Zen, Leadership, and the Fourth Turning of Buddhism
Ginny Whitelaw for Integral Post: March 26th, 2014
My, has Ken Wilber opened a rich territory for us to explore! I’ve read with great interest The 4th Turning – Exploring the Future of Buddhism, and applaud his efforts to bring Buddhism up to date. His Integral frame of structural “rungs” through which we grow up, states through which we wake up, and shadow conditions where we can mess up at every turn, gives guidance to countless questions that arise in practice. Reading The Fourth Turning, the possibilities for application exploded like popcorn in my mind. I hope to tease out a few of them in this forum in the months to come. But let me start with one that is of profound importance to leaders: The U Turn.
The U Turn is a cycle of transformation through states, those states being (in their simplest construct) gross, subtle and non dual. The gross state is the sensorimotor, everyday world of matter and form. The subtle state can be thought or imagined; it passes into the realm of pure energy, soul or spirit. The non-dual world is the state of Samadhi where self and other disappear, the state of no-self, oneness, emptiness. The U Turn speaks to progressing through these states to an awakening of non-dual consciousness, and then returning through the subtle and gross realms for this experience to get enacted, or to “hammer the sensorimotor realm into shape,” as Ken colorfully describes. This hammering can take some time and many U Turns, which is the difference between awakening as a momentary “aha!” and its lived embodiment. The U Turn can be both an “I” experience and a “we” experience, both of which interest us from a leadership perspective.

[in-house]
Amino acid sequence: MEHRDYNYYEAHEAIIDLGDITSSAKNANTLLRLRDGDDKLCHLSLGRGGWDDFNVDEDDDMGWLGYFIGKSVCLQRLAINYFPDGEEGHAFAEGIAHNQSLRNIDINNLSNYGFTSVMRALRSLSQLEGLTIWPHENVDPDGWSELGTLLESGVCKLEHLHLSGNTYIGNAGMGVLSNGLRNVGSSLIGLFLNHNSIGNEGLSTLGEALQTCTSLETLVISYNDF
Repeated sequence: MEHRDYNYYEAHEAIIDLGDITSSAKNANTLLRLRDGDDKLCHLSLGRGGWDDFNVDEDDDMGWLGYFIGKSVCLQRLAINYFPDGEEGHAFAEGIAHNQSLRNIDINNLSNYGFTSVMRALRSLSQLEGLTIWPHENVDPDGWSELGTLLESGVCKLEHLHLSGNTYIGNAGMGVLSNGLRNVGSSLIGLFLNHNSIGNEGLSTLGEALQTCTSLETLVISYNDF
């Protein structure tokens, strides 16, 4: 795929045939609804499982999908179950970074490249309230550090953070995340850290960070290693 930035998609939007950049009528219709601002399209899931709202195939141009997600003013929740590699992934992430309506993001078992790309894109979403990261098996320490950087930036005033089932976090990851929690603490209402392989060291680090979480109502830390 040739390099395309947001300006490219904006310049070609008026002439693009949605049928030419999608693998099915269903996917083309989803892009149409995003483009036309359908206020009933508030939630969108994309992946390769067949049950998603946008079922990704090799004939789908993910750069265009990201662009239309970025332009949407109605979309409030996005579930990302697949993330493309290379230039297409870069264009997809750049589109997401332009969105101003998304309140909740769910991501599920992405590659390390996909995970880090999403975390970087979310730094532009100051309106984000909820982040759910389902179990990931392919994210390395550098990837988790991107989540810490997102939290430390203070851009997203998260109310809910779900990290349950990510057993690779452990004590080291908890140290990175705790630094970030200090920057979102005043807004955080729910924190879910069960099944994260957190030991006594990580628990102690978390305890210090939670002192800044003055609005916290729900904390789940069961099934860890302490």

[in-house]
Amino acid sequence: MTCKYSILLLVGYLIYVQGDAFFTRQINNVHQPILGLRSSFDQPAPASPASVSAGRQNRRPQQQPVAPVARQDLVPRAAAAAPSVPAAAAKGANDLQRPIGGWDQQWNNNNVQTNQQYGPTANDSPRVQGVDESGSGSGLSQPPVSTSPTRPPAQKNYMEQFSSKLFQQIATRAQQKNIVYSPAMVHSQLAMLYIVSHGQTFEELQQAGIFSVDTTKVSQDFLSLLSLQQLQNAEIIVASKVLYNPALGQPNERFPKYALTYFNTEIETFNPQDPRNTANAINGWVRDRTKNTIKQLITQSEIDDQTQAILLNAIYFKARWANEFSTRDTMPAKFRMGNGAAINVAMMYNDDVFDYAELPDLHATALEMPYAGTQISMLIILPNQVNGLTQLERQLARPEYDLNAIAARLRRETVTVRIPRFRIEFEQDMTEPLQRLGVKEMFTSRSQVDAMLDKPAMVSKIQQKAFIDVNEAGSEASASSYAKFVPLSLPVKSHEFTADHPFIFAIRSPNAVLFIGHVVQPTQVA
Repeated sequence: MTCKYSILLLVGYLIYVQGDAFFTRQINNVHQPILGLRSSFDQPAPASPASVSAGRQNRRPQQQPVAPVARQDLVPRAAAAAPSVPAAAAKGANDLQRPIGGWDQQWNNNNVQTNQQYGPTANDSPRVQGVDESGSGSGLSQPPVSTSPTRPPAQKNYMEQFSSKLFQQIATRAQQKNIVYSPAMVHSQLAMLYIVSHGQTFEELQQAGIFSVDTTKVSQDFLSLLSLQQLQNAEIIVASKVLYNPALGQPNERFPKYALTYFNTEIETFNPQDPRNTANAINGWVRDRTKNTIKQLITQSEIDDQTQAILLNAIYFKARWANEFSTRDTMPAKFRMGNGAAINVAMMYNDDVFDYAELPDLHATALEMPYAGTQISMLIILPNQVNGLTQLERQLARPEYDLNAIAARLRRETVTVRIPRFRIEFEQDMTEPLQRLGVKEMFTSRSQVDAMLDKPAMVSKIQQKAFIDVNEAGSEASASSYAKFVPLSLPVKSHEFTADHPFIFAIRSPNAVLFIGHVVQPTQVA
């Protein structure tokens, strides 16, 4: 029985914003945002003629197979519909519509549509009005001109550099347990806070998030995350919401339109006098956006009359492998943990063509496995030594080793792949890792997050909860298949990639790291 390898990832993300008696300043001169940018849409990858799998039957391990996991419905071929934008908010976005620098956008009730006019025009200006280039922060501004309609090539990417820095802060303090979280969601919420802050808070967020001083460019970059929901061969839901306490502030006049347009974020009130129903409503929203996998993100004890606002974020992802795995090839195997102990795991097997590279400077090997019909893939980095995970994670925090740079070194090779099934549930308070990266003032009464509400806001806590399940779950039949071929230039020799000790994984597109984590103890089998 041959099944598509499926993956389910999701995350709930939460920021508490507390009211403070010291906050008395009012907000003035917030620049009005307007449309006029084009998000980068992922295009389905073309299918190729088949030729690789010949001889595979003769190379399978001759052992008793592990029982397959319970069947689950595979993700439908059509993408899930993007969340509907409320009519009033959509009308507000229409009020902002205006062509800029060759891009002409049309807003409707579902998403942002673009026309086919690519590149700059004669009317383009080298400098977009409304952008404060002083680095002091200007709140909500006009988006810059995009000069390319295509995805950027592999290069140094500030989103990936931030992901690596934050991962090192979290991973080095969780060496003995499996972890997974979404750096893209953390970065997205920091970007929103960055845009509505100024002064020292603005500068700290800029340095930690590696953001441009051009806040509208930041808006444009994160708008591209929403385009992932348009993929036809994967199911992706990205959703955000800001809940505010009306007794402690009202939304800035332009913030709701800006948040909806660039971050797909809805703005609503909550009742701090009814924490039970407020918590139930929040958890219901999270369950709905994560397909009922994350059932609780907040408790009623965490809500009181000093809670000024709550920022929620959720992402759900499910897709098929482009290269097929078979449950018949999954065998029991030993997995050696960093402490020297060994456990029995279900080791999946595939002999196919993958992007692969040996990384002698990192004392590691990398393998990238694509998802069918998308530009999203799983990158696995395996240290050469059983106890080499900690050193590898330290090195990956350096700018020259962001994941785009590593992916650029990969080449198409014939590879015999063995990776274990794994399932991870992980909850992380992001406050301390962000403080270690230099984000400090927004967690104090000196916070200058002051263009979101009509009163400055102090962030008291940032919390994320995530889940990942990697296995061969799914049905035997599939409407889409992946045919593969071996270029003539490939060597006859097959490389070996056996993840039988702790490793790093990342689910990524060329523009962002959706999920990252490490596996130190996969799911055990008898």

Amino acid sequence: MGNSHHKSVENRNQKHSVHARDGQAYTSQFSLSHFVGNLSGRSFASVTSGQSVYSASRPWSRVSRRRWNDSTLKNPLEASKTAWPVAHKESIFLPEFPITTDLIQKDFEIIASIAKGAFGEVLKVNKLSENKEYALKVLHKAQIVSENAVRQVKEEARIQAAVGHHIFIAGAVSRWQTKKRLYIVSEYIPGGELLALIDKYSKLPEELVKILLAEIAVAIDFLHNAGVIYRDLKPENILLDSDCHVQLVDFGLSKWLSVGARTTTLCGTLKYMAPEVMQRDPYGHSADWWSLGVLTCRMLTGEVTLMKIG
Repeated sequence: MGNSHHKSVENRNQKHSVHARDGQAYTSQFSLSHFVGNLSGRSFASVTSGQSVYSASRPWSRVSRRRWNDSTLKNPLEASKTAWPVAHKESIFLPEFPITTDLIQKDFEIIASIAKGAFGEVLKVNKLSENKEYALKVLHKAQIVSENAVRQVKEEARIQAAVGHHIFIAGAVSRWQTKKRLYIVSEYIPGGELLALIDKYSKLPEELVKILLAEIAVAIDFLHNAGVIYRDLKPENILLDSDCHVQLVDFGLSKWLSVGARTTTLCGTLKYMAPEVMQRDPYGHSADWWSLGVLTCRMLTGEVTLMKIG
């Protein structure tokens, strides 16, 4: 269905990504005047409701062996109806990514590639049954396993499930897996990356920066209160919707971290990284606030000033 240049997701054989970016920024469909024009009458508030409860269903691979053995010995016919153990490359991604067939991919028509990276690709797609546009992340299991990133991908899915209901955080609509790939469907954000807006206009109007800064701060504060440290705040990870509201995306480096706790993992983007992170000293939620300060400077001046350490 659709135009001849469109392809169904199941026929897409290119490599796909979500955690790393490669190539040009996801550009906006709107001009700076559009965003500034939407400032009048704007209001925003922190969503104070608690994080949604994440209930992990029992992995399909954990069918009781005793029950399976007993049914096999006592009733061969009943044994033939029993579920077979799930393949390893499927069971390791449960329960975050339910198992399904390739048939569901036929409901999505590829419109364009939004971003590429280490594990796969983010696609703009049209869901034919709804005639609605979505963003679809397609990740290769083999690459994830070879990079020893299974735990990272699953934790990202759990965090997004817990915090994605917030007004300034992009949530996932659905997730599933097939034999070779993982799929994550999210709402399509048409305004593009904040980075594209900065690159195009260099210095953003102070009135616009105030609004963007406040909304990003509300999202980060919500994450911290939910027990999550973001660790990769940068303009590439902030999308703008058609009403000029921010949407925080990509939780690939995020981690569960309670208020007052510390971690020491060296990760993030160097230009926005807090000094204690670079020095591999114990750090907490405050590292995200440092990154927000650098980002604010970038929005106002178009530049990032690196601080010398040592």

Figure 1: The U Turn – A Cycle of Transformation
How might a U Turn function in leadership? If we consider a business example, the gross realm would include products and services, customers and employees, brick and mortar and so on. The subtle realm would include elements of imagination: values and culture, vision and strategy, even the future itself: ideas that may inform the gross realm, but that “I” or “we” can imagine at a meta-level. The non-dual state of Samadhi is often not called out in business, but it happens all the time: the Samadhi of complete immersion in one’s work, or the Samadhi of a high performing team clicking on all cylinders. The flow state that Mihaly Csikszentmihalyi has researched for years is a kind of Samadhi. Samadhi experiences differ in how they generalize, how long they last, and how deeply they penetrate through us. But most people have no reference point for even recognizing they had a Samadhi experience. (I’d heard about Samadhi for years before I could recognize it in my own experience through meditation). In that case, when “I” makes the U Turn and distills back out of Samadhi, it’s interpretation can be anything from “Wow, I’m a genius; I just had a great idea!” to, “That was a really good meeting; time just flew by.”